Ukraine’s former President Viktor Yanukovich said on Monday the February 2014 shooting in Kiev’s central Maidan Nezalezhnosti, or Independence Square, was a planned operation geared to topple the country’s legitimate authorities.
“The maidan violence was a pseudo-operation to change the power,” he said at Rostov’s district court asking questions about the 2014 maidan events from Kiev’s Svyatoshinsky district court in the videoconference regime. “Spotters were placed in 20 buildings around the maidan. Evidence that protesters were killed from these buildings proves what maidan participants said and what is shown in video records.”
He said that according to a survey he had conducted based on various evidence, the Right Sector (outlawed in Russia) and Svoboda (Freedom) organizations had been involved in ‘maidan self-defense” and their activists had “initiated active radical actions.”
He said the special operation to topple Ukraine’s democratically elected government had involved ultra-right and oligarchic parties.
Yanukovich stated under oath that he did not give any orders to use force to disperse protesters during the Maidan events.
“From the very beginning till the very end, I stood against bloodshed. I am not capable of giving such orders,” Yanukovich said when answering the court’s questions.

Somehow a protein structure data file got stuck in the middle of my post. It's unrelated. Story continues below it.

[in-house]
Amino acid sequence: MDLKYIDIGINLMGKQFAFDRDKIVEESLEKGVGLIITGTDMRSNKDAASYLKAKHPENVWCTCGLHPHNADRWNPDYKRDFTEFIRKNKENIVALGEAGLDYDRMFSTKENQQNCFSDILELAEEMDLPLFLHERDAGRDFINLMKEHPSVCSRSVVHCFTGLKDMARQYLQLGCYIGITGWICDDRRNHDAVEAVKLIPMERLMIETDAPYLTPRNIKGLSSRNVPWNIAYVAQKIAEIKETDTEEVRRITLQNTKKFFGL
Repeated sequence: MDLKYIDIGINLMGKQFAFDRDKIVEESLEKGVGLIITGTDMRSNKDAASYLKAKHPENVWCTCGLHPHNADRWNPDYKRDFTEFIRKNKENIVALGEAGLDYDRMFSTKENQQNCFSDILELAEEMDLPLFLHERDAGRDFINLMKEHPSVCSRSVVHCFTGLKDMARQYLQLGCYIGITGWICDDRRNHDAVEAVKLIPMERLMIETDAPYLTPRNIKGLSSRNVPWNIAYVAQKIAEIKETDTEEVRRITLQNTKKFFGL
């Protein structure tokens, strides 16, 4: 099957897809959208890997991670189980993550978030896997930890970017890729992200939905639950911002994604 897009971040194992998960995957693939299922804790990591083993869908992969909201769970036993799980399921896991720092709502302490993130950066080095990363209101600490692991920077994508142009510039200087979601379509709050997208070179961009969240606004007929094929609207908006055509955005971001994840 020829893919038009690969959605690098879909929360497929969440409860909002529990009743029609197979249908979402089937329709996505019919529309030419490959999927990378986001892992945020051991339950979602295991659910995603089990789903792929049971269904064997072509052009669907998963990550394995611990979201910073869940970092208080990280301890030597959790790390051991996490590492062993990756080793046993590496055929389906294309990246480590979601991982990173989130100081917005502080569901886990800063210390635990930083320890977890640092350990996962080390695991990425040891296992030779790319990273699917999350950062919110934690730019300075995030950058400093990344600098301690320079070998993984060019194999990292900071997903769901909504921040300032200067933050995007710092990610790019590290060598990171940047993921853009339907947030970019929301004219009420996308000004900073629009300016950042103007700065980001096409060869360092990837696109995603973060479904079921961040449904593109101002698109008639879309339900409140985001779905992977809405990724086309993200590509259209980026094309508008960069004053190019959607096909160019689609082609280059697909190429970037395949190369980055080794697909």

He pointed out that it was his “position of principle” that he had reiterated many times.
Protests in Kiev’s central Maidan Nezaleznosti, or Independence, Square broke out in late 2013, when Yanukovich put off signing an association agreement with the European Union in order to examine the deal more thoroughly. This move sparked mass riots, known as Euromaidan, that eventually led to a coup in February 2014, ousting Yanukovich from the presidency and forcing him to flee from Ukraine.
During the standoff in Kiev, radicals placed a tent camp in the Independence Square, seized a number of administrative buildings in the center of the city and set up the so-called ‘self-defense forces,’ which plunged into open fighting with law enforcers. In a period from February 18 to 20, 2014, more than 80 people were killed in Kiev. Hundreds were wounded. Twenty died later in hospital. Among those killed and wounded were officers of the Berkut special police force who were accused of shooting at protesters.
In February 2016, the Ukrainian prosecutor general’s office said it had identified all those responsible for the Maidan events. Several persons were arrested and about twenty Berkut officers were put on a wanted list.